If you are the kind of person who wants all the "i"s dotted and the "t"s crossed, flower remedies are probably not for you. Prepared from flower blossoms floated on water according to the 19th century instructions of English homeopathic physician Edward Bach, the remedies are not exactly herbal and not exactly homeopathic. Considering that for some not even the substantial body of well-documented scientific and clinical evidence supporting homeopathy and herbal medicine is enough to give credibility to their practice, flower remedies are an even tougher nut to crack. And yet....
They work. Without a doubt, again and again, I have seen pets and wild animals respond to the remedies. In fact, although of course people take the remedies as well, I find that they work far better on animals than on people, or at least more quickly.
For anyone interested in trying Flower Remedies on their pets, here are a few formulas I have had results with.
For injury, panic, shock, or after surgery or any other traumatic event: Rescue Remedy.
For a pregnant animal and her newborn offspring: Rescue Remedy mixed with Walnut. Mix six drops of each remedy in a two-ounce dropper bottle. Shake in a vigorous, up and down fashion, twelve times. Give one dropperful twice a day to a pregnant dog, cat, or other small animal starting a few days prior to the due date; give half the bottle twice daily to a horse or other large. Administer to the newborn animals as soon as they are born, two drops to a puppy or kitten, a dropperful to a larger newborn.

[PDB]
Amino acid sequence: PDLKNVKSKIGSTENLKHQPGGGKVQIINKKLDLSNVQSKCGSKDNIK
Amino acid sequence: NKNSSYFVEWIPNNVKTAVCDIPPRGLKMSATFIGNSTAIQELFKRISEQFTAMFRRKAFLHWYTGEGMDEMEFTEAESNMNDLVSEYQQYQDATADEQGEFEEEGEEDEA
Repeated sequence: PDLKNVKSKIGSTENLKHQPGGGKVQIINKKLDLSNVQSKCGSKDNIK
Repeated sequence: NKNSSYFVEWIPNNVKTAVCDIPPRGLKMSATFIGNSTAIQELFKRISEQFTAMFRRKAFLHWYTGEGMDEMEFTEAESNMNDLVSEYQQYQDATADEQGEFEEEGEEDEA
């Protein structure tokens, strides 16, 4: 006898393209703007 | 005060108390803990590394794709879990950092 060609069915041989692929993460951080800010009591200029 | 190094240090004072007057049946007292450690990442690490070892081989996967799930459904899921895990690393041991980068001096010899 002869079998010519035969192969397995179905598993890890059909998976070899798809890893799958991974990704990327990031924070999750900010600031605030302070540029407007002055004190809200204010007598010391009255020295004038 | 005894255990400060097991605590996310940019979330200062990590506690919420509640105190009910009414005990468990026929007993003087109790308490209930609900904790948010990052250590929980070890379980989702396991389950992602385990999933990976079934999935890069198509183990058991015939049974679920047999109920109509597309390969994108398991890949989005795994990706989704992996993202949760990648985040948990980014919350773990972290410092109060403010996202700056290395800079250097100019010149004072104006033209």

For a sick or debilitated animal, who is suffering an infection or on strong medication: Crab Apple.
For jealous pets: Holly and Chicory.
For the mindless, ball crazy, hyperactive dog who has trouble concentrating: Vervain.
To increase concentration and help with learning new things: Cerato and Chestnut Bud.
For the shy or easily frightened animal: Mimulus, Aspen, and Larch. For animals fearful of thunderstorms: Although many people try Rescue Remedy for this purpose, it's not a good choice at all. Try a mixture of Mimulus and Aspen.
For the demanding, lonely, possessive pet: Chicory, Heather.
For high-strung, nervous animals, including horses: Impatiens, Sweet Chestnut, and Vervain.
For spooky animals, especially horses, who shy at imaginary threats: Aspen and Star of Bethlehem.
For those cats who seem to want to be with you but can't quite let their independent "guard" down: Water Violet.
For wild animals who have suffered a shock, such as a mouse brought in by a cat or a deer who has been hit by a car: Rescue Remedy and Star of Bethlehem. For animals who are sick and seem to be giving up, especially after a long illness: Gentian, Gorse.